I collaborate with teams or act solo to help clients frame a design challenge and apply research methods to help gather insight on audience needs. Often, this takes form in methods like interviews, ethnographic observation, and participatory or co-design.
I design workshops to help teams think through difficult projects via structured activities and strategic provocations. These can range from brainstorm sessions to research interpretation to systems mapping. I also deliver training sessions to teach design methods to non-designers.
Often in a workshop setting, we envision what potential futures might look like, determine which are more preferable than others, and plan how to best make strategic interventions in the present. It’s about intentionally shaping the future, not about predicting it.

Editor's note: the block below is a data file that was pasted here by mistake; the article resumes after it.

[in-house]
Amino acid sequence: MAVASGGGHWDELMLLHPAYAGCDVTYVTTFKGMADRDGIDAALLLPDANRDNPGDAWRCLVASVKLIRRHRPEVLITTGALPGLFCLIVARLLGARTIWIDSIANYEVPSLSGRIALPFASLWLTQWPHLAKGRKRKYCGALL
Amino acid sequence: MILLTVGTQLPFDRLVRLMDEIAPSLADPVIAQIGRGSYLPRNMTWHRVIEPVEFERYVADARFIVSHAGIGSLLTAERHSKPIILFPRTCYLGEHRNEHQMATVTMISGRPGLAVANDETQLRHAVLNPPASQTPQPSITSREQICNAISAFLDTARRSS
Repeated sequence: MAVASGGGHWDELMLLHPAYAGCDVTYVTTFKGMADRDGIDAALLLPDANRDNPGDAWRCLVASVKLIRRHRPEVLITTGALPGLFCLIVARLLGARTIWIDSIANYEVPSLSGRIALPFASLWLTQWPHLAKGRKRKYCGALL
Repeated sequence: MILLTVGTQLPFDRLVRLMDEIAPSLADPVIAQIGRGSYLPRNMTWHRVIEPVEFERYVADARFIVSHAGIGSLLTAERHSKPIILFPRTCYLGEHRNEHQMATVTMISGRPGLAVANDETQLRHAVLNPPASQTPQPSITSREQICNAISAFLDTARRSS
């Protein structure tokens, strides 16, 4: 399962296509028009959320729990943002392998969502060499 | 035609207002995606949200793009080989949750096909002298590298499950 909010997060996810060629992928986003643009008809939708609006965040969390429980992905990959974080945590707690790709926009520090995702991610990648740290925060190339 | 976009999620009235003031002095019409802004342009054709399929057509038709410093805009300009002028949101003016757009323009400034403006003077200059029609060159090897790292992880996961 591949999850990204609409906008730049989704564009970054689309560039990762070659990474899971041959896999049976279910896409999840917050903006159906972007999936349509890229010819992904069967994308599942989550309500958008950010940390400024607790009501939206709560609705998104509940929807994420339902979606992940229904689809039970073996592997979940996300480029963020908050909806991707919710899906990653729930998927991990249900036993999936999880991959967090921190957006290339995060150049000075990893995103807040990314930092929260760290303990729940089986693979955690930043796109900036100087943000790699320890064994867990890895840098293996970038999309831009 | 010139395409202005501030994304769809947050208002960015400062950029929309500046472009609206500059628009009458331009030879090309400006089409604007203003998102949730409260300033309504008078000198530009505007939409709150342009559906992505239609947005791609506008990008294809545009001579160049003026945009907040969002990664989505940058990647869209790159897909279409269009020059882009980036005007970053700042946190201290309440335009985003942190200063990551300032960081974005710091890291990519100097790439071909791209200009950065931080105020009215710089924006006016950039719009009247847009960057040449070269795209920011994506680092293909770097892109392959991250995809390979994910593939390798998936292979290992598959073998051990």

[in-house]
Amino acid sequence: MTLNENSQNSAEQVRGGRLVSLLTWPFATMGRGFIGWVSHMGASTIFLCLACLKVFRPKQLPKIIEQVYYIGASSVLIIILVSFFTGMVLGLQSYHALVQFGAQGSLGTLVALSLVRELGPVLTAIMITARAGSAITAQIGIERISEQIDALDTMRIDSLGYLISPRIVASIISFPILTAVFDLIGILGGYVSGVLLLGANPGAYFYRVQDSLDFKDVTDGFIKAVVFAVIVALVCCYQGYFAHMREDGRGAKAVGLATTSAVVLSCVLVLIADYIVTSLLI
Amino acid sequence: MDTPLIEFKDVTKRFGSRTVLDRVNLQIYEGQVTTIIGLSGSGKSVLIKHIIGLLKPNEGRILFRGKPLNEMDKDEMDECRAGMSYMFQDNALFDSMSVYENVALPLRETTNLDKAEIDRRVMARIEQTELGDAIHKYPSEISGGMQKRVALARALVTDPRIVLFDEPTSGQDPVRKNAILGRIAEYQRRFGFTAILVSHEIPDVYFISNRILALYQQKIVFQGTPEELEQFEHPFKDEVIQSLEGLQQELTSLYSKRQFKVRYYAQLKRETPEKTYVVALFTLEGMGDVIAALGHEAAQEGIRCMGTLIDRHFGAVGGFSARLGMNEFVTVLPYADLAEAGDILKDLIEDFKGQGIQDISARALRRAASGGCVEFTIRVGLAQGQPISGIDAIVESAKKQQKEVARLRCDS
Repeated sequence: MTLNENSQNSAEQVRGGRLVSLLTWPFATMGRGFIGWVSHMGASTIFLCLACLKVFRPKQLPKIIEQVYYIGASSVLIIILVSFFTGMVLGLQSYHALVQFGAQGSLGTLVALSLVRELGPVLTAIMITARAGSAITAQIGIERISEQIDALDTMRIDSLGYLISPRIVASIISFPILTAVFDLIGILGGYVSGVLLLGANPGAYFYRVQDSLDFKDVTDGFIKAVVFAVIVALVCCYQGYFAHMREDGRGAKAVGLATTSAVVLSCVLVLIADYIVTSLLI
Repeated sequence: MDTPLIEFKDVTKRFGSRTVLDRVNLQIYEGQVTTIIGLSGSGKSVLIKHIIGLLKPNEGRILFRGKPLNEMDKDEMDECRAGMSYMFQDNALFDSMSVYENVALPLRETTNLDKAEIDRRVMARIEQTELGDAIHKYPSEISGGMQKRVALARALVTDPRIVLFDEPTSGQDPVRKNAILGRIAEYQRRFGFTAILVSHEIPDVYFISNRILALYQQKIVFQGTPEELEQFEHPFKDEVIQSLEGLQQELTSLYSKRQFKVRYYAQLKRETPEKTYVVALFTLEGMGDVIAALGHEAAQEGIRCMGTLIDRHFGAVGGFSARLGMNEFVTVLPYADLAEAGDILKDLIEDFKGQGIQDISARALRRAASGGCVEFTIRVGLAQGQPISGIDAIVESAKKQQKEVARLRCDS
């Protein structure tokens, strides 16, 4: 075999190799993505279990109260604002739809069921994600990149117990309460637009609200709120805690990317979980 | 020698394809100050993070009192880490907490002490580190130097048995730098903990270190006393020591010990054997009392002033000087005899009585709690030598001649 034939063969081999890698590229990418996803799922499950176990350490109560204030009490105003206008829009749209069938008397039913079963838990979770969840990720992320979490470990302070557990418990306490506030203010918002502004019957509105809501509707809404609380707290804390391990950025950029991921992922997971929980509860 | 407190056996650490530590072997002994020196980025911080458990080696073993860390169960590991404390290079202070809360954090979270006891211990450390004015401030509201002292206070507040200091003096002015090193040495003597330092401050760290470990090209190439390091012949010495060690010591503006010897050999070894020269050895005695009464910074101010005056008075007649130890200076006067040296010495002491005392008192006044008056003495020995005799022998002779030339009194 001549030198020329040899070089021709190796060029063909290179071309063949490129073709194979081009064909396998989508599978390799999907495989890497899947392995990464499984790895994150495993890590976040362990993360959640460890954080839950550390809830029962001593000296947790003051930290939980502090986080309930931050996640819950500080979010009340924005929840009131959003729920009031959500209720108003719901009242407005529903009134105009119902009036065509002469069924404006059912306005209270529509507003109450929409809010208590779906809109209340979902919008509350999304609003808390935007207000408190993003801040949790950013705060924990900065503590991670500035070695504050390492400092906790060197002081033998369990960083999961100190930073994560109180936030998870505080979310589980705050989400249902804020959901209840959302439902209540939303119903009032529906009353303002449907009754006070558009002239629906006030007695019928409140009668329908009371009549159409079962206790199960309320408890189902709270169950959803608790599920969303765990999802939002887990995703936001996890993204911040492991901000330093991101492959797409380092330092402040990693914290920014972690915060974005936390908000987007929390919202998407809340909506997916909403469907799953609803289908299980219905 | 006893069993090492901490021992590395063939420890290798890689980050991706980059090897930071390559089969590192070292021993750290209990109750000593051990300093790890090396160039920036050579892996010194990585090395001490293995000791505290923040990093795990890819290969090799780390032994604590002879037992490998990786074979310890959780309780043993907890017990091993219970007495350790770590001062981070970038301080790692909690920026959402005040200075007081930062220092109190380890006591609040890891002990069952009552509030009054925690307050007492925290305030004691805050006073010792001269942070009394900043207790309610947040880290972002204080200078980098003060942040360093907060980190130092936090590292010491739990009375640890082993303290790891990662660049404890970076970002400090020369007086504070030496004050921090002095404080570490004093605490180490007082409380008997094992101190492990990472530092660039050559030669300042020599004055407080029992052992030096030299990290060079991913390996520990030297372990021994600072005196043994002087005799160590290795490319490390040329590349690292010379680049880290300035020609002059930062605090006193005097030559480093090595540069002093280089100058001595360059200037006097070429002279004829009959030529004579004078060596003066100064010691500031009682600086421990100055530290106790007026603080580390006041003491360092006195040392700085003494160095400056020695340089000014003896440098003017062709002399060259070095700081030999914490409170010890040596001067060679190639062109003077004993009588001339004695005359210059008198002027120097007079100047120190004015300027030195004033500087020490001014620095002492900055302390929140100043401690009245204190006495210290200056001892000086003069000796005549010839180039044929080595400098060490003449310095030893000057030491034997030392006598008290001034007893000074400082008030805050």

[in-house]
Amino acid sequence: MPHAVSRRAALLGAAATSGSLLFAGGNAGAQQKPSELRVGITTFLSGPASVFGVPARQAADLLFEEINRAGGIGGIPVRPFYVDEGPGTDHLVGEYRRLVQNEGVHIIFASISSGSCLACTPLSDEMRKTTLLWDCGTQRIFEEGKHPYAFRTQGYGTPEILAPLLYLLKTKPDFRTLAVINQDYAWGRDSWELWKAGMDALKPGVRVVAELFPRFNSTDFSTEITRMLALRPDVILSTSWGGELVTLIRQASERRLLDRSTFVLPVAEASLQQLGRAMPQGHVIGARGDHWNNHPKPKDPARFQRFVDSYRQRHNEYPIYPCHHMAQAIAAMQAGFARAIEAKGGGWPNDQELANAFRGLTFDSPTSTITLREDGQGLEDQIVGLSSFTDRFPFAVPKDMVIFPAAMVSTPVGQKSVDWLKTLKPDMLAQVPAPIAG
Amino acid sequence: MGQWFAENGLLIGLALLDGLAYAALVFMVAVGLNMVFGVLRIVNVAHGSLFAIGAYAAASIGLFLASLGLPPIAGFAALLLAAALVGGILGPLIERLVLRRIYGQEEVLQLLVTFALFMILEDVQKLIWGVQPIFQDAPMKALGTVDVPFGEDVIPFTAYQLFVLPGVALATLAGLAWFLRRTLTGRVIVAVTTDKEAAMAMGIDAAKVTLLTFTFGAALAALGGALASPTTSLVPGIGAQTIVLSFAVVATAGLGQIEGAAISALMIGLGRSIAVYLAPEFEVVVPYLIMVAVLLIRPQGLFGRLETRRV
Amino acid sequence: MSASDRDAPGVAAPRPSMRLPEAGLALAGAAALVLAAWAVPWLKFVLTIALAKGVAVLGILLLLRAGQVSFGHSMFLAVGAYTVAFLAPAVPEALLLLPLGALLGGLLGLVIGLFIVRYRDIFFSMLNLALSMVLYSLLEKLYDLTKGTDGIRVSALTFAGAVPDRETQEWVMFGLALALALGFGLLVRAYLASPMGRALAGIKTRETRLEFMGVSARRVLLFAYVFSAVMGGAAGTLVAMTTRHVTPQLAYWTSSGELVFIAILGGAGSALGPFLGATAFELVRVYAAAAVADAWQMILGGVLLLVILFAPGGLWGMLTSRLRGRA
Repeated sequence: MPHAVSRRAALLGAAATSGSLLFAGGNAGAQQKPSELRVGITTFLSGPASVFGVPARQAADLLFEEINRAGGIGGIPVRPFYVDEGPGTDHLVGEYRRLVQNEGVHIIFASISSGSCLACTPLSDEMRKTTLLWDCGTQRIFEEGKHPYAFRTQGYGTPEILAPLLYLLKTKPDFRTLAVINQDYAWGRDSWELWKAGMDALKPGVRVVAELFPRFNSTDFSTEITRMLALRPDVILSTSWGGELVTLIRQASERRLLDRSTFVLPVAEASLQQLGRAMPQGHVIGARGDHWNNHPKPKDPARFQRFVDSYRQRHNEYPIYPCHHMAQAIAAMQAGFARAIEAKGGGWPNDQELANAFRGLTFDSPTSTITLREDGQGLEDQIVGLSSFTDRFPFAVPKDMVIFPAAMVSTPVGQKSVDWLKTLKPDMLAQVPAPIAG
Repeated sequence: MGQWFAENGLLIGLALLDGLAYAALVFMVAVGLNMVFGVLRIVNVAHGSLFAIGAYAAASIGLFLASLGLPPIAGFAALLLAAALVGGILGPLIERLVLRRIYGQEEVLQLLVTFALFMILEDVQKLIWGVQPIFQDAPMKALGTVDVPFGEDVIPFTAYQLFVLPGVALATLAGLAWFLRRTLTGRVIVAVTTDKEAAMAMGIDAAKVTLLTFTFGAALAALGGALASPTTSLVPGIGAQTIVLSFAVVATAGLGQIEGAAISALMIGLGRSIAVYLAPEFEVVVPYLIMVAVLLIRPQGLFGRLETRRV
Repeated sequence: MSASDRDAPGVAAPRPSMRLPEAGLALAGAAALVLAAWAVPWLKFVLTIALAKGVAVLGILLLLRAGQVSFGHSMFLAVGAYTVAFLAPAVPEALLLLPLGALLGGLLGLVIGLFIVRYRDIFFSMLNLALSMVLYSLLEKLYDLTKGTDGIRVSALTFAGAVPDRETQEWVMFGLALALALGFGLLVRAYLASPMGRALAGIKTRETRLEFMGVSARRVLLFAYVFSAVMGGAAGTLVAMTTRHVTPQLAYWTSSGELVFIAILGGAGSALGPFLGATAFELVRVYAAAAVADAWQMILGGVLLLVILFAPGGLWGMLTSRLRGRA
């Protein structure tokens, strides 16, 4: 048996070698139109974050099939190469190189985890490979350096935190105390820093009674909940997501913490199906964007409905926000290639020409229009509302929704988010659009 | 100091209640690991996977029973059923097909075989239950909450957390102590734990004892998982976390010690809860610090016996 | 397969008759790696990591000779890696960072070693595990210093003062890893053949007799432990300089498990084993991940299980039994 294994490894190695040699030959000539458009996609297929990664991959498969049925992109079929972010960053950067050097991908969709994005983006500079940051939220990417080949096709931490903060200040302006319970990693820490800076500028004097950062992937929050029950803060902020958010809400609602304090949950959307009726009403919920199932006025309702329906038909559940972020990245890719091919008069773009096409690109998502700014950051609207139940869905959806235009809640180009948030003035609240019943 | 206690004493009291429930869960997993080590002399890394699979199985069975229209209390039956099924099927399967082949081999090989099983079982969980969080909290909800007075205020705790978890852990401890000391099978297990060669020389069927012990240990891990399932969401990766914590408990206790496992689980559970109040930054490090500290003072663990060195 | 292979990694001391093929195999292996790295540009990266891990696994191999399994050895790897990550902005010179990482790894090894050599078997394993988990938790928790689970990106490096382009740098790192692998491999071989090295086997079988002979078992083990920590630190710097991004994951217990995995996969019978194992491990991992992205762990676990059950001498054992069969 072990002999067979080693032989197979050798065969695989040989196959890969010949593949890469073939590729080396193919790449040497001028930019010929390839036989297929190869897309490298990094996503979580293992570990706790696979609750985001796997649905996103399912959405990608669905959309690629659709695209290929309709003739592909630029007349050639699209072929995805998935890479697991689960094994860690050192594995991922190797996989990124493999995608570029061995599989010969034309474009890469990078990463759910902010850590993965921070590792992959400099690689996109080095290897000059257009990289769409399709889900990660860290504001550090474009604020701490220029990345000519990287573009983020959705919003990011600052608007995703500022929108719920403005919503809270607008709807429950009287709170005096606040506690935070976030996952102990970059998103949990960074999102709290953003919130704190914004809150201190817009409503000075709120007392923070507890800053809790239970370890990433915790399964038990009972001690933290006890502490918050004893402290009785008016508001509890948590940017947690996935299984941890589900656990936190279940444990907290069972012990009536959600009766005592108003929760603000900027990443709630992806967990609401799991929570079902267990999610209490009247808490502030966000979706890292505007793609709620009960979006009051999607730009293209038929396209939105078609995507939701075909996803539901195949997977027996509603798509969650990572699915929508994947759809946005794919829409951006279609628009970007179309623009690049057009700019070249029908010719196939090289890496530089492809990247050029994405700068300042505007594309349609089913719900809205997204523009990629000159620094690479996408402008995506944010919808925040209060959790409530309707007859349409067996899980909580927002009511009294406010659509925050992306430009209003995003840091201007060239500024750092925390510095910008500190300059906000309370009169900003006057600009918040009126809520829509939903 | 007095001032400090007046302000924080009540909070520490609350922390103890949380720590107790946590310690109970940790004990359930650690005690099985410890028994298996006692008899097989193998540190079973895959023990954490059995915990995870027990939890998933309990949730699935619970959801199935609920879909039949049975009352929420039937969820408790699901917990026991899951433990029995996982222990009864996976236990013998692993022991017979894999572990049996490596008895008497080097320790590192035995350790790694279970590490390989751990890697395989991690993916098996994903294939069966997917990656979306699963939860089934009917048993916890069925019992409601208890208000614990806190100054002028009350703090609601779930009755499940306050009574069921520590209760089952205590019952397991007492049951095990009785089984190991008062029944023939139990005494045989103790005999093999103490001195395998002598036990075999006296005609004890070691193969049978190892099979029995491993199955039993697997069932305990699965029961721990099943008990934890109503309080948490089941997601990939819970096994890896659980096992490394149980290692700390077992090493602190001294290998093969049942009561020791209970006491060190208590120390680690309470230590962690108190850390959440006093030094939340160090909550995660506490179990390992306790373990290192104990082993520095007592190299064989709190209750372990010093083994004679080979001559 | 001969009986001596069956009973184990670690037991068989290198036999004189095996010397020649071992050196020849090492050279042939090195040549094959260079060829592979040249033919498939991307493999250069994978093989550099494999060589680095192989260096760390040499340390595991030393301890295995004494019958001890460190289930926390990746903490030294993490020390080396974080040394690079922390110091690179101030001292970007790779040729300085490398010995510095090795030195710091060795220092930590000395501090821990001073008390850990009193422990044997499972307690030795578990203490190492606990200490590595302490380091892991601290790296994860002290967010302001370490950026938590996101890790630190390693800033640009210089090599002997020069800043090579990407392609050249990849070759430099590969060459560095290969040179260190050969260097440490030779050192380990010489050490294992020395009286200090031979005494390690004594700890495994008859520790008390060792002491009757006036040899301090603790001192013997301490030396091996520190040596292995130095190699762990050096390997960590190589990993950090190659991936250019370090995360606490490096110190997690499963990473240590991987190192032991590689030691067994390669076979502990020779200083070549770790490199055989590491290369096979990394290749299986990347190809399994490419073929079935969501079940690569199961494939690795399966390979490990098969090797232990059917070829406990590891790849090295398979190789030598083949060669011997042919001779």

I seek a good amount of variety in my work. It keeps me interested and constantly looking for the best approach to a project, rather than relying on vague “best practices.” Design research allows me to dig deep into the intricacies of people’s everyday lives, focusing on a past/present time scale, while futures work emphasizes how we can take that insight—coupled with social, technological, and political forces—and speculate about possible futures in a 5-10 year horizon. Research and futures projects are executional. Facilitation allows me to step back and reflect on how good design work is done, and help teams work in that way. I believe the best designers mix up their work in this way, never falling too far into pure execution or detached consulting.